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So October is communication month. In Dr. Christie’s world, that is, not anywhere else. Communication in dating and relationships is important, even crucial, if you want to succeed at them. And I know you do, because successful relationships make life WAY better.

Today, I’m going to introduce to you a fellow author, psychologist, and academic who studies relationships… using actual scientific methods. Yes, for real. This guy knows his shit. His name is Dr. John Gottman. You’d think I’d know about him from my training, my work as a scientist, or even my years dispensing advice. But that’s not the case. I actually learned of him at a marital seminar I attended. With my ex. Just before we divorced. Yeah, long story. Although the marriage didn’t work out, boy did I learn a lot at this seminar about what marriage is and what makes it work (and fail).

Anyway, Dr. Gottman has, through observation and research, discovered how to predict with pretty decent accuracy whether a couple will make it or not. One way he does this is by watching them communicate. There are many predictors of problems, but one that’s always stuck with me is what he calls the Four Horsemen of the (Marital) Apocalypse. Any one of these things are, according to Gottman, lethal to a relationship. Recognize any of them??

1. Criticism. You’ll always find some things about your partner annoying or even downright infuriating. However, Gottman states there’s a difference between complaints (okay) and criticism (not okay). A complaint focuses on your partner’s actions, whereas criticism focuses on your partner. A complaint says, “Why didn’t you lock the door? I’m afraid we’re going to get robbed.” Criticism says, “Why can’t you remember the lock the door? It’s like you don’t even care.”

2. Contempt. When your complaints involve sneering, sarcasm, or cynicism, you’ve lapsed into contempt. For example, “So why is the door unlocked this time? Did you forget yet again? Is it REALLY that hard for you?” Contempt is the most damaging of the Four Horseman and is usually the result of years of resentments building up.

3. Defensiveness. Defensiveness is, well, going on the defense and trying to make excuses for your behavior instead of acknowledging what your partner has complained about. Going on the defense makes some sense if you feel attacked, but it doesn’t solve anything.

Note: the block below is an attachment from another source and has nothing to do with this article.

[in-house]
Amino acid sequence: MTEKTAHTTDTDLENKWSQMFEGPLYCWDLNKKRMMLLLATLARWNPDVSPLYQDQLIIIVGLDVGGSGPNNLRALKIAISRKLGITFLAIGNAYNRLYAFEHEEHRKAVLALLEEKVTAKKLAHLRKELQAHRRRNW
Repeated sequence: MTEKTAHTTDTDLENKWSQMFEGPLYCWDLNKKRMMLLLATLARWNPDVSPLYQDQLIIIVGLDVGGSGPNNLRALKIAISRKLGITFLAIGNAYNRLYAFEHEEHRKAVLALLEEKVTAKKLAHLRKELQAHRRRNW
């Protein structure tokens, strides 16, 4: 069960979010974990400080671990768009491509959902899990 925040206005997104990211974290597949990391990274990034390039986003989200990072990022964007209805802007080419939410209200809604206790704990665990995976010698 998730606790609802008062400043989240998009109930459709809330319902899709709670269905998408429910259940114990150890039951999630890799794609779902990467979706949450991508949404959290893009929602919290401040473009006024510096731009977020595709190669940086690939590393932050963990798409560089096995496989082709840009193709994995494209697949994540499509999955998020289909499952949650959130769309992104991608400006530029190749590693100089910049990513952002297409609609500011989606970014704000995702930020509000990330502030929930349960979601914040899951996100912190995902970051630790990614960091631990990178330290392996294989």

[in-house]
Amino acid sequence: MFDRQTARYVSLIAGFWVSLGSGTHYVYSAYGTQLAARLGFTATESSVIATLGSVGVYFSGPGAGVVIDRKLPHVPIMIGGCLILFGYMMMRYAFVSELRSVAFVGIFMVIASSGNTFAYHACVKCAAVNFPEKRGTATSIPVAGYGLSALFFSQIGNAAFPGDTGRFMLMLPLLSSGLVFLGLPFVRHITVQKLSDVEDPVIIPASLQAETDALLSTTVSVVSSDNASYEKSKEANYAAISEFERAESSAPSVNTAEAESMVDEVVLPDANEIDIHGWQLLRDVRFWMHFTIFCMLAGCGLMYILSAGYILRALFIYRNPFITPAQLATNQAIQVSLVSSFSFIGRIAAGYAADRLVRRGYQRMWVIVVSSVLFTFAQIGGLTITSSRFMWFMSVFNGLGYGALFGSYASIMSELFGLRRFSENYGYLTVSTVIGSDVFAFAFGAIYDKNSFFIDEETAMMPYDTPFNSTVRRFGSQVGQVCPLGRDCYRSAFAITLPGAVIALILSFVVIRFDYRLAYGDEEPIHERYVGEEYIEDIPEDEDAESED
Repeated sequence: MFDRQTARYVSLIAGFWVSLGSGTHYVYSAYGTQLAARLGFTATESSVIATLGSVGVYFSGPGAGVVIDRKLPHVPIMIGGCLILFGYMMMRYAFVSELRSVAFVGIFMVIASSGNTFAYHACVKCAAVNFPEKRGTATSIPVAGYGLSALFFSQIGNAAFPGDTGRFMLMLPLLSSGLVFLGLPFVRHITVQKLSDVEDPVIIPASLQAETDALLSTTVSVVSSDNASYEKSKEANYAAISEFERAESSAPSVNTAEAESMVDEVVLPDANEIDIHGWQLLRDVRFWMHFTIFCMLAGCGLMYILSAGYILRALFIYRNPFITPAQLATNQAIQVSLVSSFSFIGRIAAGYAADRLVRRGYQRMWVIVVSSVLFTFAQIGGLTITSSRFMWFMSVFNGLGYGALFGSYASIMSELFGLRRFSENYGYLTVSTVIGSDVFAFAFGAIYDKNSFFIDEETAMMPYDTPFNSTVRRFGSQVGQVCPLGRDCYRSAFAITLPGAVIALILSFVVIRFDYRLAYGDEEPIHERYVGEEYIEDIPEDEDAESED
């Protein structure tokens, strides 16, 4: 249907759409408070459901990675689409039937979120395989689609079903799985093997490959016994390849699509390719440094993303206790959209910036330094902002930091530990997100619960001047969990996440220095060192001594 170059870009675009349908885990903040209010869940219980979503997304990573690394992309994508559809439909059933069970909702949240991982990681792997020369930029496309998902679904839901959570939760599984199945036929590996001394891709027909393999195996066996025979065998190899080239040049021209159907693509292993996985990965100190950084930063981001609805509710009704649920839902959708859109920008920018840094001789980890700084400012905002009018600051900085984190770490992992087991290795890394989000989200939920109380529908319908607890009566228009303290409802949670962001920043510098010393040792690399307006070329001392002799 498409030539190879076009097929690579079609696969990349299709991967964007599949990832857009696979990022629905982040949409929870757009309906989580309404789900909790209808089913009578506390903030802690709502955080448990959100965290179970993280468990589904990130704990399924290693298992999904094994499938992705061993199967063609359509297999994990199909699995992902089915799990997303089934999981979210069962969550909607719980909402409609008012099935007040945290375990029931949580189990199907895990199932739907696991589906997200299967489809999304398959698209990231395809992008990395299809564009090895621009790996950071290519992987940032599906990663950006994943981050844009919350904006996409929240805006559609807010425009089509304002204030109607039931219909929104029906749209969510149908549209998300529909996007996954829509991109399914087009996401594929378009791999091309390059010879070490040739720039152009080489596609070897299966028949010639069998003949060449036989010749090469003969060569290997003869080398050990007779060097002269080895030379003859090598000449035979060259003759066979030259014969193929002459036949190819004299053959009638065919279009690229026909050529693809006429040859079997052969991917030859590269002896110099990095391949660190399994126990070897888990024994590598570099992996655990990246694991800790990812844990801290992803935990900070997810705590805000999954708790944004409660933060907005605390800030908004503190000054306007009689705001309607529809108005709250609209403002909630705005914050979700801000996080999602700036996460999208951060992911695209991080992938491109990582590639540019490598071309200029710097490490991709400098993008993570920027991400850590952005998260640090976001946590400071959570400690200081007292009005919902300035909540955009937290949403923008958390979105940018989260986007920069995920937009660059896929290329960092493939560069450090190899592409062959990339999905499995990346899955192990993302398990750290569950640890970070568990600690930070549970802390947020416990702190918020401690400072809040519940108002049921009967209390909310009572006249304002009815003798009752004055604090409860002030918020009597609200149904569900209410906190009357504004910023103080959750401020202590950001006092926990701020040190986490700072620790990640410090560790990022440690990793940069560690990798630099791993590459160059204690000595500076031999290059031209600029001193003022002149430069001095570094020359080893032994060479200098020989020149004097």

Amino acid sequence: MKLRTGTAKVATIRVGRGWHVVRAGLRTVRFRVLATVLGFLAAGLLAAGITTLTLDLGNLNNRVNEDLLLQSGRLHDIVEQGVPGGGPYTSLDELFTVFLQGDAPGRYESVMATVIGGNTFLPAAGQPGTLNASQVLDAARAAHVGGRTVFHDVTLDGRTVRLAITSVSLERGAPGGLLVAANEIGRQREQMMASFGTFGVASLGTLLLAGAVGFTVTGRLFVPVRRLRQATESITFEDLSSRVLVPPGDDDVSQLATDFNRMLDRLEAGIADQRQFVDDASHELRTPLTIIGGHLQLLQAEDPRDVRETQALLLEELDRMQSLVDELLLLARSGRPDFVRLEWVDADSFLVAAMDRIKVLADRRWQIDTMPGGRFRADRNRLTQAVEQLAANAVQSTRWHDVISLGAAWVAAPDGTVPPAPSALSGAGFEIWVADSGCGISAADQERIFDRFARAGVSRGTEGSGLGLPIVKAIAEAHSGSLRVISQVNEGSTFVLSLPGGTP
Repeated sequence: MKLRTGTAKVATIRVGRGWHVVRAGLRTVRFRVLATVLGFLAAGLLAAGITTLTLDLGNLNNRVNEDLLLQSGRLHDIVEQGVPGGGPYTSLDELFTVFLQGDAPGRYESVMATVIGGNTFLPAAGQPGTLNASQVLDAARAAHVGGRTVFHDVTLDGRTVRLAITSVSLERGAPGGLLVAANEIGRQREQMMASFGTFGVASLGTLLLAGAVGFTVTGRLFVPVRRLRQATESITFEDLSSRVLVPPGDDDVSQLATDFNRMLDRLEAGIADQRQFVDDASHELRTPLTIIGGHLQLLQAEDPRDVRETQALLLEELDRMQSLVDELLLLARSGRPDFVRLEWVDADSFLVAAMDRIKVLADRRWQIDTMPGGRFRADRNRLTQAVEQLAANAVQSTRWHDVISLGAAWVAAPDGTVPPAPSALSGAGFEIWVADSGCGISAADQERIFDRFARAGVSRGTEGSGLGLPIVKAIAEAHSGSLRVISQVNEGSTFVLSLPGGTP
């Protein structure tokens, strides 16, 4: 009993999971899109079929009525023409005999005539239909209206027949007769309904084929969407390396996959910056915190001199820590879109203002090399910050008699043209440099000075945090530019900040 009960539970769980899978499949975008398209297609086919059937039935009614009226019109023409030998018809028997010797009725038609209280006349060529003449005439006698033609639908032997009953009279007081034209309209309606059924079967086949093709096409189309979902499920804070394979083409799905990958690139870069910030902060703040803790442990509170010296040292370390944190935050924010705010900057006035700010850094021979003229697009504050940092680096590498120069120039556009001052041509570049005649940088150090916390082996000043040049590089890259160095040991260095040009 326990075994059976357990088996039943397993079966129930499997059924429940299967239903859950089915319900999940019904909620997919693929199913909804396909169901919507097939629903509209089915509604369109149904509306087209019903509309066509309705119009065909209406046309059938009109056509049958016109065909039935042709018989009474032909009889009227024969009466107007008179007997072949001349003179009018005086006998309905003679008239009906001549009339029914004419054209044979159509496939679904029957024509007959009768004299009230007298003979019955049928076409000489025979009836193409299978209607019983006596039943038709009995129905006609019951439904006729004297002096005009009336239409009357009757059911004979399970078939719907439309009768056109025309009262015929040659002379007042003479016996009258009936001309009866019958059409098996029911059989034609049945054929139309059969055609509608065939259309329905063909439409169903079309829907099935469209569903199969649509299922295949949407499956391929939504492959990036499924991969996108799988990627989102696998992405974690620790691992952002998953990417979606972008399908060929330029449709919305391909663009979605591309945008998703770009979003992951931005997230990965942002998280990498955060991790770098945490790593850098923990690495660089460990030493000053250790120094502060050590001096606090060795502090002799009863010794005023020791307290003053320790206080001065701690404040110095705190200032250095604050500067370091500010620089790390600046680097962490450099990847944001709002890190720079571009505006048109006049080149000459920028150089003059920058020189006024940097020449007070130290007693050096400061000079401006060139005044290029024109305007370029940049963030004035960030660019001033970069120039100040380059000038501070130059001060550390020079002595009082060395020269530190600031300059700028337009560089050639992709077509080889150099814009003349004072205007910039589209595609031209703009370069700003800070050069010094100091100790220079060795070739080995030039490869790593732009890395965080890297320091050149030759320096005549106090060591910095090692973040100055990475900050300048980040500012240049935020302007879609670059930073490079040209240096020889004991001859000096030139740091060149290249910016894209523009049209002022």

4. Stonewalling. When there’s too much of 1-3 above, one partner (often the dude) will begin tuning out (i.e. they’ll just quit talking or responding). Years ago, I got a hotel room in Vegas and my husband hadn’t arrived yet. In the room next door, a couple argued in a foreign language; she went on and on and on and ON in a tone that made it clear she was angry, and he literally did not say a single word, only letting out a couple of annoyed grunts that clearly showed he was tuning her out. (It was almost funny, actually).

So, which one (or more) of these did you recognize? Which are you prone to, and which are your partners of former partners prone to? How about your parents? Did you grow up watching your parents let the Four Horsemen gallop into their marriage? I know I did, BIG TIME.

One point: any healthy couple can resort to the Four Horseman now and again. But when the Horsemen are regular visitors, or worse, comfortably installed in the home… that isn’t good.

Interestingly, Gottman has observed gender differences in dealing with the Four Horsemen. Everyone is unique, of course, but women are more likely to bring up difficult issues (e.g. complaints or criticism) and men are more likely to combat any perceived attack with either contempt or with defensiveness and stonewalling. He cites research showing that men are more easily overwhelmed by marital conflict than women are. He calls this overwhelm “flooding.” I admit I’ve both flooded and been flooded.

What say you? I’d love to hear your experiences with the Four Horsemen.



John Gottman’s Books

Christie’s Books

Communication archive